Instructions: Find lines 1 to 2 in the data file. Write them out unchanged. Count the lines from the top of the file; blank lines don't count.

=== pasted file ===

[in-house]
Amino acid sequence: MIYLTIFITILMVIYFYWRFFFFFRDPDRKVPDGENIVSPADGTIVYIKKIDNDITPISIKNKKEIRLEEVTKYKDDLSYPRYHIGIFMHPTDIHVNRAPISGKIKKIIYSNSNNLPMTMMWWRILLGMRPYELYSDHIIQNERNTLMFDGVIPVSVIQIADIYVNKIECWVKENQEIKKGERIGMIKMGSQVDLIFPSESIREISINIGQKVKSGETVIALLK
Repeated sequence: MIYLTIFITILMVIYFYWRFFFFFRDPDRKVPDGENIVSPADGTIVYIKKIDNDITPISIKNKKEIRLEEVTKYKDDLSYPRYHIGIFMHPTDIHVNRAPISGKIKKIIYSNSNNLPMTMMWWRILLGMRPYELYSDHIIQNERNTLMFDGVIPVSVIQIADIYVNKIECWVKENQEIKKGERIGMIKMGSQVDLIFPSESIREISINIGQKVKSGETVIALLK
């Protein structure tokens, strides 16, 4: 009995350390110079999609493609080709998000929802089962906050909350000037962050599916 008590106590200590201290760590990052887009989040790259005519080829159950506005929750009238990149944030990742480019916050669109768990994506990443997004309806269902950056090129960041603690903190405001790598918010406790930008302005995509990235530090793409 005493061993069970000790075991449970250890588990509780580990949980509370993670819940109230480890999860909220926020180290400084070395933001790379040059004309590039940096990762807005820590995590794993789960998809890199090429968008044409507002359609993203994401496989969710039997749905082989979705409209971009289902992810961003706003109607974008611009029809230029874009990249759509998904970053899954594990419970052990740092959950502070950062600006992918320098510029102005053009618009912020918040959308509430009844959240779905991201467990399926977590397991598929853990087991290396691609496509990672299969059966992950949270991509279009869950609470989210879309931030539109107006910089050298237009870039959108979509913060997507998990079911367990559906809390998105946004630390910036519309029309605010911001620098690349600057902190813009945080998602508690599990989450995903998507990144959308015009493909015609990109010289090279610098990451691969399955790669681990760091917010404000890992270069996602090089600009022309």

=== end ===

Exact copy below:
[in-house]
Amino acid sequence: MIYLTIFITILMVIYFYWRFFFFFRDPDRKVPDGENIVSPADGTIVYIKKIDNDITPISIKNKKEIRLEEVTKYKDDLSYPRYHIGIFMHPTDIHVNRAPISGKIKKIIYSNSNNLPMTMMWWRILLGMRPYELYSDHIIQNERNTLMFDGVIPVSVIQIADIYVNKIECWVKENQEIKKGERIGMIKMGSQVDLIFPSESIREISINIGQKVKSGETVIALLK